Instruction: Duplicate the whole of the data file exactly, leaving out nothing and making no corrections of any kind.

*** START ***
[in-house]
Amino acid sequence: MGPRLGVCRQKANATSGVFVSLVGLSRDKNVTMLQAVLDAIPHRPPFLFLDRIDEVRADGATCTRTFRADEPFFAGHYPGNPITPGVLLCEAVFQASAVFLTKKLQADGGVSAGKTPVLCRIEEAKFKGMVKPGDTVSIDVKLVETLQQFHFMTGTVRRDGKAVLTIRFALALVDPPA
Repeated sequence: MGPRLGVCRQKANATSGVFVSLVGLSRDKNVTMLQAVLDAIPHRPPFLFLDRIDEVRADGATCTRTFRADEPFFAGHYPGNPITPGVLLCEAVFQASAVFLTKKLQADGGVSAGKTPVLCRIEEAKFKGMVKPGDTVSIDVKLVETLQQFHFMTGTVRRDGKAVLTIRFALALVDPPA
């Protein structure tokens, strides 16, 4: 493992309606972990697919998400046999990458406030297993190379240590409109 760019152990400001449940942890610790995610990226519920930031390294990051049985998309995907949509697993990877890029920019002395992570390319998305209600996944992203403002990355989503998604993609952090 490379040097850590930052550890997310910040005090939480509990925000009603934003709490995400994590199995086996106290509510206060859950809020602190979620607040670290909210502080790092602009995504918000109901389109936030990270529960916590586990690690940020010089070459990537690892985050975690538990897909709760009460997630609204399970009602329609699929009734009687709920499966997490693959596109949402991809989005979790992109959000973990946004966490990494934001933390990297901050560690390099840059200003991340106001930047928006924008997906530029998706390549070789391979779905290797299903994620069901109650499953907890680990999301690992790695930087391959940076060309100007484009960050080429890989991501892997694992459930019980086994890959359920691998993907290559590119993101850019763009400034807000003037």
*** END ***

[in-house]
Amino acid sequence: MGPRLGVCRQKANATSGVFVSLVGLSRDKNVTMLQAVLDAIPHRPPFLFLDRIDEVRADGATCTRTFRADEPFFAGHYPGNPITPGVLLCEAVFQASAVFLTKKLQADGGVSAGKTPVLCRIEEAKFKGMVKPGDTVSIDVKLVETLQQFHFMTGTVRRDGKAVLTIRFALALVDPPA
Repeated sequence: MGPRLGVCRQKANATSGVFVSLVGLSRDKNVTMLQAVLDAIPHRPPFLFLDRIDEVRADGATCTRTFRADEPFFAGHYPGNPITPGVLLCEAVFQASAVFLTKKLQADGGVSAGKTPVLCRIEEAKFKGMVKPGDTVSIDVKLVETLQQFHFMTGTVRRDGKAVLTIRFALALVDPPA
């Protein structure tokens, strides 16, 4: 493992309606972990697919998400046999990458406030297993190379240590409109 760019152990400001449940942890610790995610990226519920930031390294990051049985998309995907949509697993990877890029920019002395992570390319998305209600996944992203403002990355989503998604993609952090 490379040097850590930052550890997310910040005090939480509990925000009603934003709490995400994590199995086996106290509510206060859950809020602190979620607040670290909210502080790092602009995504918000109901389109936030990270529960916590586990690690940020010089070459990537690892985050975690538990897909709760009460997630609204399970009602329609699929009734009687709920499966997490693959596109949402991809989005979790992109959000973990946004966490990494934001933390990297901050560690390099840059200003991340106001930047928006924008997906530029998706390549070789391979779905290797299903994620069901109650499953907890680990999301690992790695930087391959940076060309100007484009960050080429890989991501892997694992459930019980086994890959359920691998993907290559590119993101850019763009400034807000003037």